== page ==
BWW Review: It takes Nilaja Sun to Build a Breathtaking Village on PIKE ST. at Berkeley Repertory Theatre
Human beings are inherently social creatures. We tend to revel in the shared experience. It is one of the major elements that make the live theatre experience so distinct from binging the latest streaming series. Actors - usually humans! - are also social creatures. They engage in dialogue and rely on each other to tell a common story. For the solo performer, however, there's no one to help carry the load. "You're on your own, kid!"
In Pike St., now at Berkeley Repertory Theatre, playwright and actor Nilaja Sun meets that challenge and raises those stakes exponentially, single-handedly presenting a stage full of dynamic, three-dimensional characters engaging with each other in rapid-fire conversation and scenes of vigorous interaction.
Sun opens the play with a cleansing exercise that seeks to literally sweep the slate clean to begin her slice of life on Pike Street, "under the Manhattan Bridge." There we meet Evelyn, a focused and protective mother in a tenement apartment on the Lower East Side, struggling to navigate the social services system and also establish her newly chosen career as a professional healer. Her daughter Candi is a teenager in the aftermath of a brain incident that left her unable to speak, eat, or breathe on her own. Still, Evelyn treats Candi as normally as possible. She shares information and observations in an upbeat, conversational way, eschewing the diminunizing patois that people speak to small dogs, babies, and the very elderly. Evelyn is a focused caregiver, and part of that involves respecting her daughter and also asking around her apply the best practices that Evelyn has painstakingly assembled.
That's quite an ask for the gallery of Puerto Rican family members and outsized neighborhood characters Sun has written into her play. There's Evelyn's randy, irascible father, Papi, who asserts his vitality through liquor, swearing, and "nooky time" with Migdalia, his dim-witted, manipulative girlfriend. Manny is the "prodigal" son and brother, returned from military service to his family and to his Korean street bestie, Taquin, whose desperate attempts at "playa" moves are comic gold. They and other inhabitants of this community in the 'hood, like their racially obtuse neighbor Mrs. Appelbaum (a hoot), cluster in twos and threes, arguing and cajoling, deflecting, dreaming, and demanding.
The script is vibrant, careening from thoughtful, introspective ruminations to wry, socially inappropriate humor and political assessments. The characters are richly drawn, and Sun is not afraid to have them both resist the racism imposed on them and then impose their racism on others. "It's not really racist when they're not around to hear it," jokes Papi after a cultural judgment about burqas. All of the characters speak their respective truths, convenient or not, without reservation and a dizzying array of topical subjects are visited including climate change, the futility of war, the value of faith, gender dynamics, xenophobia, economic struggles, and the opportunity divide.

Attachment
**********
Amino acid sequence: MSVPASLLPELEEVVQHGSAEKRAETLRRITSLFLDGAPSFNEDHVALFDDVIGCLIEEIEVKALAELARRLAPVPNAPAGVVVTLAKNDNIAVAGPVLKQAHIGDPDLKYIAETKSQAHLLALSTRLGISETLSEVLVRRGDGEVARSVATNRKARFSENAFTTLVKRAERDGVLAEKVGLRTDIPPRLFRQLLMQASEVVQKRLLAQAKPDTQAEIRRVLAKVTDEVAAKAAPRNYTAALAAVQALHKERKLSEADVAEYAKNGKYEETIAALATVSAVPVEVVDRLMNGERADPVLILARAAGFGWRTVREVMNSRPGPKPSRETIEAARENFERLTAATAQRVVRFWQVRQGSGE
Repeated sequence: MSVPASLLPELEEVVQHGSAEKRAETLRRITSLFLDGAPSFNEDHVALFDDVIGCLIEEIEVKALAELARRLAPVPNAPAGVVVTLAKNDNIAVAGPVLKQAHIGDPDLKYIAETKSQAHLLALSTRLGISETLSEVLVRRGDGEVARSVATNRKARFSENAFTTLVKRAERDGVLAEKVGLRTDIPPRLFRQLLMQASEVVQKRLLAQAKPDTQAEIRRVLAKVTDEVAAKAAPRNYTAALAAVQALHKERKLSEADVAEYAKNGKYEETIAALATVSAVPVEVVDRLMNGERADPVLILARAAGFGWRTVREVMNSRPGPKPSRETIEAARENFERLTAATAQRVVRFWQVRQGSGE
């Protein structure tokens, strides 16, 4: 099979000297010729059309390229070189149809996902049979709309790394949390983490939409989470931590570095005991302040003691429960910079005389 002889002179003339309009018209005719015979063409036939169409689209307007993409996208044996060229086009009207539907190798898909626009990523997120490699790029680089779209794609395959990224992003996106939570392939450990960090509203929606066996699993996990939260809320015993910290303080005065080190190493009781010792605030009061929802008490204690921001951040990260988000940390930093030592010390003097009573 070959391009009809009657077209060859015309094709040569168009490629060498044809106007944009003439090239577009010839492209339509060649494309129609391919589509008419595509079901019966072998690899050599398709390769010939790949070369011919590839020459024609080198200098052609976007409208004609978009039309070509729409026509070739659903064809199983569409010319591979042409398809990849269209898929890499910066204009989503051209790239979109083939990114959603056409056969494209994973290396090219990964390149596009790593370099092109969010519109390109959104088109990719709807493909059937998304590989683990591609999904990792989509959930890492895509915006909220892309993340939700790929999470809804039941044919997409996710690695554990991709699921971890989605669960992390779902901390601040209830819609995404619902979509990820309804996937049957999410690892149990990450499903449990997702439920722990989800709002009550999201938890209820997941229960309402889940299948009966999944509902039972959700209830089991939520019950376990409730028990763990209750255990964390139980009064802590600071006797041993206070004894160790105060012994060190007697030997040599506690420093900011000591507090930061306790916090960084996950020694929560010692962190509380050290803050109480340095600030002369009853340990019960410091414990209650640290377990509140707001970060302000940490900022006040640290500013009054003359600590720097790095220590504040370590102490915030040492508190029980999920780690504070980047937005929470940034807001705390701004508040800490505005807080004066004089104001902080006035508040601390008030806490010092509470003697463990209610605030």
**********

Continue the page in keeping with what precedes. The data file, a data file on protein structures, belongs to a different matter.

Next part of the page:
Family, blood or chosen, is the center of life for these people and there are secrets - there are always secrets in a family drama - that can divide them and challenges that may defeat them. Evelyn is convinced that Candi will recover and dedicates her life to that goal. Taquin dotes on his daughter even as his wife makes his life miserable. After losing so much else in life, Papi dreads losing the respect of his son over the truth about the family business, and Manny must confront the reality about his recent experiences.
For eighty minutes, Sun pivots both vocally and physically from the highly articulate, lightly-accented Evelyn to the Yiddishisms of Mrs. Appelbaum to Migdalia's Rosie Perez-flavored malaproprisms with crispness and lightning dexterity. It is a dazzling display of control and craft. Having her present any one of these characters could be deemed a satisfying theatre experience. That she inhabits them all, and so fully as to allow us to - if not empathize with them - at least see their flawed humanity are real, is an astonishing feat.
It's a spare physical production, the better to not distract from Sun's work, with just enough suggestion of spaces and places by Mikiko Suzuki MacAdams (scenic design), Tyler Micoleau (lighting design), and Clint Ramos (costume design). Special credit goes to sound designer Ron Russell for channeling inane everyday audio like the theme to The Price is Right into Candi's aural plane and sharing that with us.
The end of the play is startling and, no spoilers here, feels disconnected from what has come before even though Sun has been steadily leading to it. Whether or not you agree with that reservation, you will be hard pressed to find a more intriguing and literally multidimensional performance on Bay Area stages at the moment.
Pike St. runs through December 9 at Berkeley Repertory Theatre.